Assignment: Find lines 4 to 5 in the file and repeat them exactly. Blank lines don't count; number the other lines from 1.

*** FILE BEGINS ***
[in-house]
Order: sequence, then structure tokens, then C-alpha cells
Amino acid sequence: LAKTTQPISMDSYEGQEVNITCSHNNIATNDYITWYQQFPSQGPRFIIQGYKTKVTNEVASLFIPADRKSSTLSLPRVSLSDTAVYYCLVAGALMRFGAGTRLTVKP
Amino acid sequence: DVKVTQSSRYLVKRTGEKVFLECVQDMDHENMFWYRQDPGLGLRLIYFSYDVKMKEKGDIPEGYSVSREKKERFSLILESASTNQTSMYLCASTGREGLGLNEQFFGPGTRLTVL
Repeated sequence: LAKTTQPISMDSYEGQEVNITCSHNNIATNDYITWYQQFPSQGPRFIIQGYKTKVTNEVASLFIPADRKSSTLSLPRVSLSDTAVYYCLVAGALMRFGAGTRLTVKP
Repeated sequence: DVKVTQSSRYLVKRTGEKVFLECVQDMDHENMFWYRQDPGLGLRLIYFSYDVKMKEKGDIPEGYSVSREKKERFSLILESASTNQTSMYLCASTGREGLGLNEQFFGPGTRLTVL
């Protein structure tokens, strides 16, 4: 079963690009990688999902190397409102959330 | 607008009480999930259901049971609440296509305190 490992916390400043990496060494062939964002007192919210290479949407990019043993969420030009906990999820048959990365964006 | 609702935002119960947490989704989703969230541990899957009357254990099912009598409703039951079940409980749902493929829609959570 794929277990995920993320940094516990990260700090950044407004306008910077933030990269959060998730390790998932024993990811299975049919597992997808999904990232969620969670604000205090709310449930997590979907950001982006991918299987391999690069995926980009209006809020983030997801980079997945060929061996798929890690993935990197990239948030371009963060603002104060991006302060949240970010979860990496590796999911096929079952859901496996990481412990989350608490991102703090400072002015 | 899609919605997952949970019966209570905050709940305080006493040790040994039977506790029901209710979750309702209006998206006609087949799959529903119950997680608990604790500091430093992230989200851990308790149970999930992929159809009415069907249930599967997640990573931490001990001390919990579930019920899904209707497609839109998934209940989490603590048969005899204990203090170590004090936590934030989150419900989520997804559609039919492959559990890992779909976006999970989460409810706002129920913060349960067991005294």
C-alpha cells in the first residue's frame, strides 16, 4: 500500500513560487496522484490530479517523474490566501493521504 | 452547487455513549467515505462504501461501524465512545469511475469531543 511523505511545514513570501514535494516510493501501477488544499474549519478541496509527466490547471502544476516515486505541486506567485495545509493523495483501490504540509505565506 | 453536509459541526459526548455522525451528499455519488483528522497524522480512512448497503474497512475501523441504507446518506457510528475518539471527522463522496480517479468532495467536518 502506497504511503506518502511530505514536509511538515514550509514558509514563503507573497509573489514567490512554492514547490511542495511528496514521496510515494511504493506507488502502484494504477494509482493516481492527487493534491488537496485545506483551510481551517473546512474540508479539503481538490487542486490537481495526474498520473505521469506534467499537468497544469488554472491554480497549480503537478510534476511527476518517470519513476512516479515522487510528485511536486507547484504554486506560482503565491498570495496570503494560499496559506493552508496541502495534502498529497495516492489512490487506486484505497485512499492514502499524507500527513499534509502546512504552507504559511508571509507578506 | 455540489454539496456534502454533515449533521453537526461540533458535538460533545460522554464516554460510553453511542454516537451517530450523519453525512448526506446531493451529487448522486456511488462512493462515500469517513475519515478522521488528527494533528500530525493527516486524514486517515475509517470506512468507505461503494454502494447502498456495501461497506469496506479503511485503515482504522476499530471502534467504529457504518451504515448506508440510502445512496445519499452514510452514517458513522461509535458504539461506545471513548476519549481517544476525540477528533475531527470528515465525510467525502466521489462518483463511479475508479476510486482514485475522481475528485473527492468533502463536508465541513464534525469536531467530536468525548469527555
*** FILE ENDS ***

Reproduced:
Amino acid sequence: DVKVTQSSRYLVKRTGEKVFLECVQDMDHENMFWYRQDPGLGLRLIYFSYDVKMKEKGDIPEGYSVSREKKERFSLILESASTNQTSMYLCASTGREGLGLNEQFFGPGTRLTVL
Repeated sequence: LAKTTQPISMDSYEGQEVNITCSHNNIATNDYITWYQQFPSQGPRFIIQGYKTKVTNEVASLFIPADRKSSTLSLPRVSLSDTAVYYCLVAGALMRFGAGTRLTVKP